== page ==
Posted on: December 1, 2011 8:37 am
Edited on: December 1, 2011 8:48 am
By Matt Norlander
I'd vote for this kid as our next president. // I know it's early, but here's some shots of Christmas celebrations from around the world. // The art of science is so pretty to look at. // After reading this, I'll pretty much never be friending anyone I don't know on Facebook again. // This is incredibly heart-warming and inspiring ...
★ Lost amid all the Bernie Fine/Jim Boeheim talk -- Fab Melo may get to wipe the incident from Memorial Day off his record.
★ Did you catch the very scary moment for the Michigan State cheerleader last night?
★ If it's possible, I really liked Forde's column from Tuesday night -- and Sean Keeley's take even more.
★ An SB Nation column about how we shouldn't be making this all about Boeheim. But the rub is: Boeheim made it about Boeheim with his initial comments. And I don't think the media's gone full-on after Boeheim; Fine's been plenty targeted, too.
★ A compelling case from the editor of the Post-Standard on why the paper didn't hand over its recording of the Bobby Davis-Laurie Fine tape. But I remain staunchly against any act/inaction that potentially endangers children with child molesters for the sake of journalistic integrity and propriety.
★ So Alex Oriakhi's dad has challenged some bloggers to a fight after UConn's next home game.
★ Told you Monday night Scott Machado is one of the best point guards in the country. The latest data is backing that up big-time.
★ It's quite definite right now that the WCC is the best mid-major league. I want to wait another 10 days or so and see what the top of the league is doing/has done. There's potential for the league to flirt with fifth-best-in-basketball status.
★ Marshall Plumlee -- who you'll say, 'Seems like he's been at Duke for 10 years -- when he's still on the team in 2016, will redshirt this season.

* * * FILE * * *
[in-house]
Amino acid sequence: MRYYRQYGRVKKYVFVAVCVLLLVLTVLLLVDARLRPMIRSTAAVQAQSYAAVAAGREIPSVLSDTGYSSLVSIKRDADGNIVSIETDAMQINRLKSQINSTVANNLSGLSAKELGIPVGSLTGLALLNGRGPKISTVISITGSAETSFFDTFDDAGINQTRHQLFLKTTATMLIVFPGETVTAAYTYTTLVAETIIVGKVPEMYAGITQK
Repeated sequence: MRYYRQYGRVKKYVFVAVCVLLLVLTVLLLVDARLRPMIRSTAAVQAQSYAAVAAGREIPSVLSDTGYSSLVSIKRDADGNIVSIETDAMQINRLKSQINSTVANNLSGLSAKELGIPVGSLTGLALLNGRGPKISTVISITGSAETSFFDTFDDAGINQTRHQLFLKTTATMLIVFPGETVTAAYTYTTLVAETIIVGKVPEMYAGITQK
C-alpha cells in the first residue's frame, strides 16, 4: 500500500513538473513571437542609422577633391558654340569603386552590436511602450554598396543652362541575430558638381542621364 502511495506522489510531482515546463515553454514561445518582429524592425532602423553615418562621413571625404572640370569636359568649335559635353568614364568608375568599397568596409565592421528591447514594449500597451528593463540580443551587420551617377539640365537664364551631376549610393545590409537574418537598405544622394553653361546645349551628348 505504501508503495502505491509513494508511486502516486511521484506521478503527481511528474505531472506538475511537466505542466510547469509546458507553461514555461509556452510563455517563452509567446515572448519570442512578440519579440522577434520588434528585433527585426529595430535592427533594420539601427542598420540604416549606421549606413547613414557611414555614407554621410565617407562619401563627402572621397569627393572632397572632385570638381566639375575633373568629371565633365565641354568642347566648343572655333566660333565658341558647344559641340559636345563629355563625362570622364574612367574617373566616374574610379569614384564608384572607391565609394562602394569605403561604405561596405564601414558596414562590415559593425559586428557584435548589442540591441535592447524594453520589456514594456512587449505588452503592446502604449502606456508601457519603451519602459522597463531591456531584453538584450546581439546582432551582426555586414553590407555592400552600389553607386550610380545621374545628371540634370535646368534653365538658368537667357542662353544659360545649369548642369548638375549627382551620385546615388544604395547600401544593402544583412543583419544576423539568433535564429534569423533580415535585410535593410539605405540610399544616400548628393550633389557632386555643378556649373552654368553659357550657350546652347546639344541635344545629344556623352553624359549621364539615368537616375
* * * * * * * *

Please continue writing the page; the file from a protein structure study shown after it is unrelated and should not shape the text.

★ This kind of thing will become more and more popular to tweet out, methinks.
★ Neat photo from last night's UNC-Wisconsin game.
★ More on how Creighton came back and beat San Diego State. That's just a terrific win, guys and girls.
★ Parrish says UNC needed that win heading into the Kentucky game. I suppose yes. Still think UNC loses decidedly at UK.
► Warning: a couple curses in this video, but this is just too awesome that I can't not post it. "It's done. That cake is DONE." And this is brand new -- it has an anti-Jerry Sandusky line and tributes Patrice O'Neal at the end.
♬ If you can't get down with Herbie Hancock, you can't get down with me. Beat comes in at the one-minute mark. Love the climbing bassline and how he makes a song sound like a rainforest.
Posted on: November 30, 2011 11:44 pm
Edited on: November 30, 2011 11:47 pm
By Gary Parrish
CHAPEL HILL, N.C. -- It wasn't pretty or sharp or even fast.
But it was a win.
And North Carolina needed a win.
So who cares that the Tar Heels looked sloppy and turned the ball over five more times than they recorded an assist? And who cares that the Tar Heels didn't look like a team worthy of all those preseason No. 1 votes they received last month? All that matters is that they escaped the ACC-Big Ten Challenge with a 60-57 victory over ninth-ranked Wisconsin here at the Dean Smith Center late Wednesday, which means UNC won't be at risk of a three-game losing streak as it enters Saturday's showdown at top-ranked Kentucky.
That's what last weekend's loss to UNLV did.
It put UNC in a position where one surprising defeat could easily turn into a three-game losing streak.
But that's now off the table.